Voices: Please, Wear Your Mask

This op-ed story was produced during the Fall 2020 Youth Voice Workshop.  

Dear customer, why aren’t you wearing a mask? 

This is the question I ask in my head while continuing to smile and greet people into the coffee shop I work at. The usual calm atmosphere has been replaced since this pandemic began. Baristas have been updated to the fancy title of ‘essential’ and earned the position of mediators when a customer refuses to wear a mask.  

For the past couple of months, I’ve compiled a simple list of the most common answers I receive when asking a customer to put on a mask.  

First, defensively stating they have a medical exemption. I have to shrug off this response since I’m on the clock so it’s not like I can start a fullblown argument. However, I debunked this theory for my own sake and have come to the conclusion, no. Currently, all stores are following the Minnesota Department of Health’s regulations requiring masks to be worn in all public places. On the website, they also address any exceptions to wearing a mask, which, “There is no defined list of recognized medical, mental health conditions or disabilities that would prevent someone from wearing a face covering.” And before anyone asks, no, I am not allowed to ask customers further on what exact condition warrants them from wearing a mask, that would benefit all of our health.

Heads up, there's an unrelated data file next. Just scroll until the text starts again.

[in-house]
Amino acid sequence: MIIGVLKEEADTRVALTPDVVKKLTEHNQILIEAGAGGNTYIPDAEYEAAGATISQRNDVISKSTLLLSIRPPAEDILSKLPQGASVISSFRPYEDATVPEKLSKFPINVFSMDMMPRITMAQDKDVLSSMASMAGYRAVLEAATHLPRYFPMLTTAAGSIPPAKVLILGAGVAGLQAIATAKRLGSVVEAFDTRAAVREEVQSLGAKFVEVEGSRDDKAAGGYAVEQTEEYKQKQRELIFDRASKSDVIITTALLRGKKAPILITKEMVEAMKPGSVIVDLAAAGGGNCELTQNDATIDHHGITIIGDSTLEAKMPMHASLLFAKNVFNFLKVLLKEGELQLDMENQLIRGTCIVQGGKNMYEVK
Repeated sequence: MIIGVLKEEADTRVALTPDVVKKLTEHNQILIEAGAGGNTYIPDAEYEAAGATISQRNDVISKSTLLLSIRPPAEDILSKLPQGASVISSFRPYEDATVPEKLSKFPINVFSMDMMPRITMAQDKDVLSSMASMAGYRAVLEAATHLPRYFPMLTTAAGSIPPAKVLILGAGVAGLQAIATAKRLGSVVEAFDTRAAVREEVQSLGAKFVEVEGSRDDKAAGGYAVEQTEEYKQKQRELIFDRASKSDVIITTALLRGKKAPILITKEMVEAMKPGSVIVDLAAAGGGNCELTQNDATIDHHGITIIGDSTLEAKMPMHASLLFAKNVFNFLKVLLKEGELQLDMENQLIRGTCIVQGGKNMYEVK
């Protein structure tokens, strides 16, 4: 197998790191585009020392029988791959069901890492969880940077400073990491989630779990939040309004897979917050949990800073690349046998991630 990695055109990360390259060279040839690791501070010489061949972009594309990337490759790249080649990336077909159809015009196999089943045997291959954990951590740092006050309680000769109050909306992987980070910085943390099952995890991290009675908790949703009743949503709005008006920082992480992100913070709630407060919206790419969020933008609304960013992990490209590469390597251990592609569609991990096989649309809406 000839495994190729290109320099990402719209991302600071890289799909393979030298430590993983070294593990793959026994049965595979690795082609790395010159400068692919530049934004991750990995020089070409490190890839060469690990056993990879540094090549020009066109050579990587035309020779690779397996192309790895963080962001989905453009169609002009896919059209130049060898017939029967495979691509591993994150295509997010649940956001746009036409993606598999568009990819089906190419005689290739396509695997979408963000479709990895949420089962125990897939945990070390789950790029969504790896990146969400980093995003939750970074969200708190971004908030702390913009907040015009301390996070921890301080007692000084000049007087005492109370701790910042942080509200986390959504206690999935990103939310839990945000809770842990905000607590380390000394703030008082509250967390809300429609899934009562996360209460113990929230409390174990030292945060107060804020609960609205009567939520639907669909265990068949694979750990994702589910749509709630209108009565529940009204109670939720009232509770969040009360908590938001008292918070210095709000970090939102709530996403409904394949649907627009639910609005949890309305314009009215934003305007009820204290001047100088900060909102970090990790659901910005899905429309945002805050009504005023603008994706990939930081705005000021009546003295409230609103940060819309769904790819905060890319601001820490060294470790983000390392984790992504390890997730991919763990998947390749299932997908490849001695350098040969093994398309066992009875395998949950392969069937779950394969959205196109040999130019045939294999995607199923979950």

Second, contrary to popular belief, wearing a mask is not a political statement. I’ve worked as a barista well over a year now, so I’ve had my fair share of rude customers. Since the beginning of the pandemic, a new breed of ruder customers have arisen. Because the ‘customer is always right,’ I can’t argue against their beliefs against masks, so instead I have to #smilethroughthepain. Just as I did for medical exemptions, I did  further research about Covid-19 on the CDC website to understand how effective masks are.  

The last (and of course most useful all-around excuse) is forgetfulness. Wearing a mask is currently a state mandate, so lying about not having one and then going a step further and simply refusing to wear one when offered, is kinda dumb (I’m not sure how else to put it). 

My list could continue, but it really should not be necessary for me to explain how wearing a mask is necessary for the safety of everyone. By not wearing one, not only are customers putting themselves at risk, but everyone else in that store, including other customers and the workers who were never able to take a break.  

The mantra will continue because action is not taken collectively as a group, and I can’t say anything other than, “Thank you for choosing us, what can I get started for you today.”